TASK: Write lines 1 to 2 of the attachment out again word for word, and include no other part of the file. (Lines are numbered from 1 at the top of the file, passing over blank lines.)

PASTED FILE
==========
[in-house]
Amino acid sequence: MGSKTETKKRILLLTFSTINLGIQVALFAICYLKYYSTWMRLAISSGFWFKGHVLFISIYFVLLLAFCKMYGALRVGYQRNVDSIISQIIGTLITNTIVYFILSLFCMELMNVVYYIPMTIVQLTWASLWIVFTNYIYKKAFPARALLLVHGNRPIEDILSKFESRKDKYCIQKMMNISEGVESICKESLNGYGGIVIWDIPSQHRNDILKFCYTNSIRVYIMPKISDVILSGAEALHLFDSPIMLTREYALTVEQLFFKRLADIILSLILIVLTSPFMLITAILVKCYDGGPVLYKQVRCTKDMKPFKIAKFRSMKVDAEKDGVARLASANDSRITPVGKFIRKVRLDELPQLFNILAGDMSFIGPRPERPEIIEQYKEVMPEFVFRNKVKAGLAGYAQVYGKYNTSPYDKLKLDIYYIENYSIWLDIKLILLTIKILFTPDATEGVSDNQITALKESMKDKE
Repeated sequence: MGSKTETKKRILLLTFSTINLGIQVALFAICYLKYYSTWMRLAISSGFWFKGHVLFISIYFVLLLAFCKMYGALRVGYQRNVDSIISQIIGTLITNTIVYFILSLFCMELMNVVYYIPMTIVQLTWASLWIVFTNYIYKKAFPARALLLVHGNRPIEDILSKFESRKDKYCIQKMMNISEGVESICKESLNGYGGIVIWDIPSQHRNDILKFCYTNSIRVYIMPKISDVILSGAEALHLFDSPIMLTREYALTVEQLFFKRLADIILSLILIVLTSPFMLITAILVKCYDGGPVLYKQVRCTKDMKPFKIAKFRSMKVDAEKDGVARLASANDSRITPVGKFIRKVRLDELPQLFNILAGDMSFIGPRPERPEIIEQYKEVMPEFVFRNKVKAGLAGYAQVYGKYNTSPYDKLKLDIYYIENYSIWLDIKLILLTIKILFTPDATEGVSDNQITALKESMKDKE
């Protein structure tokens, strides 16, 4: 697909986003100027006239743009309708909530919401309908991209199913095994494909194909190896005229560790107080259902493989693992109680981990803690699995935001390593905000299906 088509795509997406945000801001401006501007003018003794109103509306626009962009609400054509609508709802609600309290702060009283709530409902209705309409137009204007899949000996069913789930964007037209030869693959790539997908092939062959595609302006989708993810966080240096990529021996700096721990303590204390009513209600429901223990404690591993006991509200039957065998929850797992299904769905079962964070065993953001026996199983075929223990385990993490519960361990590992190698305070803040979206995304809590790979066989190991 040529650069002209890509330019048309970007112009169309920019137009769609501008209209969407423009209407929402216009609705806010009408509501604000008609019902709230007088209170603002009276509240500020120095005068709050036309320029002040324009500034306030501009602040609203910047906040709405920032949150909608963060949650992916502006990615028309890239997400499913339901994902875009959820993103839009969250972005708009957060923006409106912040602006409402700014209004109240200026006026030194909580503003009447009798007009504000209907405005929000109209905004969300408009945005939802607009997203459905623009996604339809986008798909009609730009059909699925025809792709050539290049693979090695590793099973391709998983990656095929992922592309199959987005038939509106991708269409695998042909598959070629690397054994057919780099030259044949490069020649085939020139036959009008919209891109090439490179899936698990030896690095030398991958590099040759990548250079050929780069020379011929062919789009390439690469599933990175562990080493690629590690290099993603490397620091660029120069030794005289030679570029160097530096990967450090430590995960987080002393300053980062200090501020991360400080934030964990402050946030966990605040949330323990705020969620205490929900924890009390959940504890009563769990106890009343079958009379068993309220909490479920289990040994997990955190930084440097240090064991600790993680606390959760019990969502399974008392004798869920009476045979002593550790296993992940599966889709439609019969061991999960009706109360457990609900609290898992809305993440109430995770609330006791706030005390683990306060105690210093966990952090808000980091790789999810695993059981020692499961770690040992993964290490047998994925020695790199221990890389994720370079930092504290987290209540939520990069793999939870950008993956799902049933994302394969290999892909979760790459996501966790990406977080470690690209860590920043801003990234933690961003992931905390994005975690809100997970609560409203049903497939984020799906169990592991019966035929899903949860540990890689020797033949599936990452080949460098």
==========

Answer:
[in-house]
Amino acid sequence: MGSKTETKKRILLLTFSTINLGIQVALFAICYLKYYSTWMRLAISSGFWFKGHVLFISIYFVLLLAFCKMYGALRVGYQRNVDSIISQIIGTLITNTIVYFILSLFCMELMNVVYYIPMTIVQLTWASLWIVFTNYIYKKAFPARALLLVHGNRPIEDILSKFESRKDKYCIQKMMNISEGVESICKESLNGYGGIVIWDIPSQHRNDILKFCYTNSIRVYIMPKISDVILSGAEALHLFDSPIMLTREYALTVEQLFFKRLADIILSLILIVLTSPFMLITAILVKCYDGGPVLYKQVRCTKDMKPFKIAKFRSMKVDAEKDGVARLASANDSRITPVGKFIRKVRLDELPQLFNILAGDMSFIGPRPERPEIIEQYKEVMPEFVFRNKVKAGLAGYAQVYGKYNTSPYDKLKLDIYYIENYSIWLDIKLILLTIKILFTPDATEGVSDNQITALKESMKDKE